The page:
Most applications of statistics to science and engineering are based on the assumption that the corresponding random variables are normally distributed, i.e., distributed according to Gaussian law in which the probability density function d(x) exponentially decreases with x: d(x) ~ exp(-k * x^2). Normal distributions indeed frequently occur in practice. However, there are also many practical situations, including situations from mathematical finance, in which we encounter heavy-tailed distributions, i.e., distributions in which d(x) decreases as d(x) ~ x^(-a). To properly take this uncertainty into account when making decisions, it is necessary to estimate the parameters of such distributions based on the sample data x1, ..., xn -- and thus, to predict the size and the probabilities of large deviations. The most well-known statistical estimates for such distributions are the Hill estimator H for the parameter a and the Weismann estimator W for the corresponding quantiles.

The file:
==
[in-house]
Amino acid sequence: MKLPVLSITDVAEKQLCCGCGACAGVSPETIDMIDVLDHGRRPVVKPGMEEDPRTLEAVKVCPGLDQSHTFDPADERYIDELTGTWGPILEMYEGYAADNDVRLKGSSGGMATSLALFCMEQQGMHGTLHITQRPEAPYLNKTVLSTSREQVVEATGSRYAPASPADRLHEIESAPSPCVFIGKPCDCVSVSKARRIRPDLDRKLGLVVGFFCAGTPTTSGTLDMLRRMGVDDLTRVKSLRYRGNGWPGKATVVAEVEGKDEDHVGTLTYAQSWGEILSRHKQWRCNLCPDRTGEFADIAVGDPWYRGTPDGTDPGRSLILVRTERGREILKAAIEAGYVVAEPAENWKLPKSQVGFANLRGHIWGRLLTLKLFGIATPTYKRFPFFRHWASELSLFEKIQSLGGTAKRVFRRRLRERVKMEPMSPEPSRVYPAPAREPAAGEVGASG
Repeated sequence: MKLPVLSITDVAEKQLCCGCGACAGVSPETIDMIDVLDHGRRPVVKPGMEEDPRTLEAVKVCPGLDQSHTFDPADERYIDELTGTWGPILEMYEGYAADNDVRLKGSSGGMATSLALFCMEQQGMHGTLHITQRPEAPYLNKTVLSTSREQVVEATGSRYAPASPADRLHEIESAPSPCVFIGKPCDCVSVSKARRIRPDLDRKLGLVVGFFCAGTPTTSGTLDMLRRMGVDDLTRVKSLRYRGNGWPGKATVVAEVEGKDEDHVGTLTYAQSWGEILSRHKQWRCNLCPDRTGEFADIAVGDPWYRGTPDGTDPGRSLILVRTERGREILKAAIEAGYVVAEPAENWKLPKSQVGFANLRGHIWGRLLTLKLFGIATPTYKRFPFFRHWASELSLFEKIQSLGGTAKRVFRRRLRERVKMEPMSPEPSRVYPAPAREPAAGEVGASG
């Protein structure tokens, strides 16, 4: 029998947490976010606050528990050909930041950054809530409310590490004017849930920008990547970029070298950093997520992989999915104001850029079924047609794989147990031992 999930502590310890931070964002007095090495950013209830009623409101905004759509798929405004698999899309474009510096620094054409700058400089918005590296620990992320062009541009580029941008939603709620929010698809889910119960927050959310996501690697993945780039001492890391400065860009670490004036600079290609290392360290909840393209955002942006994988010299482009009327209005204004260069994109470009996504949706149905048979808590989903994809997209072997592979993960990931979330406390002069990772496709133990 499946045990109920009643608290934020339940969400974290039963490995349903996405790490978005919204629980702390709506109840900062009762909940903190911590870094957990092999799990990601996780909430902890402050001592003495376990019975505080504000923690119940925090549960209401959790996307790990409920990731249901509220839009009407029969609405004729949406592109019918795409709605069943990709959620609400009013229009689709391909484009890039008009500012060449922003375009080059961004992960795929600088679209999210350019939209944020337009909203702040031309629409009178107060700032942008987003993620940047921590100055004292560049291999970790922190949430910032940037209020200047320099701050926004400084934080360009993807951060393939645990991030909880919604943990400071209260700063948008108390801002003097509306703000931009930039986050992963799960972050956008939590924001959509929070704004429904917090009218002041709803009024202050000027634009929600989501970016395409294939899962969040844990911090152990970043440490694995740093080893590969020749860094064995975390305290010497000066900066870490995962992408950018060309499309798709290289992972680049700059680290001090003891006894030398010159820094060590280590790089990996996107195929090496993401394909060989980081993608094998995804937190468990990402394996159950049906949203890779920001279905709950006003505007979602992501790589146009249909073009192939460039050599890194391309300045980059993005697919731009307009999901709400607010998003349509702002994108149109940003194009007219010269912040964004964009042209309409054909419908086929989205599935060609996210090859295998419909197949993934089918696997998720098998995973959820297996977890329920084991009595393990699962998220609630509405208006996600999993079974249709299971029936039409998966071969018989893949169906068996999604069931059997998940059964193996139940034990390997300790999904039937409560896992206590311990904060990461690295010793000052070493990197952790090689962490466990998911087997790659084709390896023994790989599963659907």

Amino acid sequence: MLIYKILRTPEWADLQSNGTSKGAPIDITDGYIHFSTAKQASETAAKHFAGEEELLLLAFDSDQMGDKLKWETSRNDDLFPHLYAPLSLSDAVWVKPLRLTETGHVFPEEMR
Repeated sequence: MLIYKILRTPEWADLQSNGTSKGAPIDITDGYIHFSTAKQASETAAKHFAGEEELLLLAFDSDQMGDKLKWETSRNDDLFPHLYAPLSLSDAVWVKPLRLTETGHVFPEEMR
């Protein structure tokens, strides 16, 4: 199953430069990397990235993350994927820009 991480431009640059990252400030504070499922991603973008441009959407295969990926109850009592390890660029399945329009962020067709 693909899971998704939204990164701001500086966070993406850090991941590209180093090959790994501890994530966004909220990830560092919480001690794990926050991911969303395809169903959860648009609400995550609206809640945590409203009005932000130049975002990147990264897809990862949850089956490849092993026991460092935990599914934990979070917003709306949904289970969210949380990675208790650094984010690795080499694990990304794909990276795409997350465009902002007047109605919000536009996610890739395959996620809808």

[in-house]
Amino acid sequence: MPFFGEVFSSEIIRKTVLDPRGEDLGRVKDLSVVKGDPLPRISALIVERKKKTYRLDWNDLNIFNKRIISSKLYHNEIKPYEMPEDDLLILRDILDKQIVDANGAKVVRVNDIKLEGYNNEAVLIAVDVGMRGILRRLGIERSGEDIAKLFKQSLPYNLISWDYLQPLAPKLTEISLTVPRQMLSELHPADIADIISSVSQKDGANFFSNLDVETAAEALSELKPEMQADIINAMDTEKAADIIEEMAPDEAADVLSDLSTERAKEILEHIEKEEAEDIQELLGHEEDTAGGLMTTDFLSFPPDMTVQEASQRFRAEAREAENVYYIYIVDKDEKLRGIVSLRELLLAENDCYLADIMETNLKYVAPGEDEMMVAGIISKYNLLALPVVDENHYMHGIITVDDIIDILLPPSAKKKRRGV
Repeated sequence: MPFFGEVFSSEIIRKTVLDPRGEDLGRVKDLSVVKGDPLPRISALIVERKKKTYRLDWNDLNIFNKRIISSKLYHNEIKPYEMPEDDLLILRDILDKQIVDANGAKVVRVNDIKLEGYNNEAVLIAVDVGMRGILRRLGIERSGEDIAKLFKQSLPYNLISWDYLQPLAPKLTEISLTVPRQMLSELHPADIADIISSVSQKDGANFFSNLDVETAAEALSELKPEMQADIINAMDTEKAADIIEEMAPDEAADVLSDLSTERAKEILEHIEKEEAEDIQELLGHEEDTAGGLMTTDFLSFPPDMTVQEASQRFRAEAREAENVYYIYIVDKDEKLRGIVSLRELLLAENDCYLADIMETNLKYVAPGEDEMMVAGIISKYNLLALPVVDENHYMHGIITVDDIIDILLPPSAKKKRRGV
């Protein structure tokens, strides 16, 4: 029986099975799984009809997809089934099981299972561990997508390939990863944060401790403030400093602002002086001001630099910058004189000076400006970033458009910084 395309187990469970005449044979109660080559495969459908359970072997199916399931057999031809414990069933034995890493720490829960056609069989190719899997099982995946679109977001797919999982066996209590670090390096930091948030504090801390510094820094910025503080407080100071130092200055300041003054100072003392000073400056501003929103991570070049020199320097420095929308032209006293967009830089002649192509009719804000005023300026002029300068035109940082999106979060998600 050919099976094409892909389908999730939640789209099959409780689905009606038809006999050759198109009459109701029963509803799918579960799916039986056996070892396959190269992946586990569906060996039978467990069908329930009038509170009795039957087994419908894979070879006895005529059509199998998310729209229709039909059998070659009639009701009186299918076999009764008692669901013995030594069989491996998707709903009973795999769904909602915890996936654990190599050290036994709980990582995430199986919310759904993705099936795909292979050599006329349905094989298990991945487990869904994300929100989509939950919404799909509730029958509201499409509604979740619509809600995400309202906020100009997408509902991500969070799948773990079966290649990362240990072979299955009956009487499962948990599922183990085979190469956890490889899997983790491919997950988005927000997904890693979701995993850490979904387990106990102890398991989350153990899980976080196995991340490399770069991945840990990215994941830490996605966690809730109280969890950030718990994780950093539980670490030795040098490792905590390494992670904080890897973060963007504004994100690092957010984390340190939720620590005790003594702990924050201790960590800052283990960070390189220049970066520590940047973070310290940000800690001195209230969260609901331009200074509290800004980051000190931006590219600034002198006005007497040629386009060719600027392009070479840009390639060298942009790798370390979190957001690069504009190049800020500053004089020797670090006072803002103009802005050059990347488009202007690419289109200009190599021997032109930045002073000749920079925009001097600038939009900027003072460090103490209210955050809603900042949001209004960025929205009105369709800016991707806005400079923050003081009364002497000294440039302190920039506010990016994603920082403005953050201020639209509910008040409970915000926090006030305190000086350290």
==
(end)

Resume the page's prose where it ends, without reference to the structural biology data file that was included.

These estimators are based on the simplifying assumption that the sample values xi are known exactly. In practice, we often know the values xi only approximately -- e.g., we know the estimates Xi and we know the upper bounds Di on the estimation errors. In this case, the only information that we have about the actual (unknown) value xi is that xi belongs to the interval [xi] = [Xi - Di, Xi + Di]. Different combinations of values xi from [xi] lead, in general, to different values of H and W. It is therefore desirable to find the ranges [H] and [W] of possible values of H and W. In this paper, we describe efficient algorithms for computing these ranges.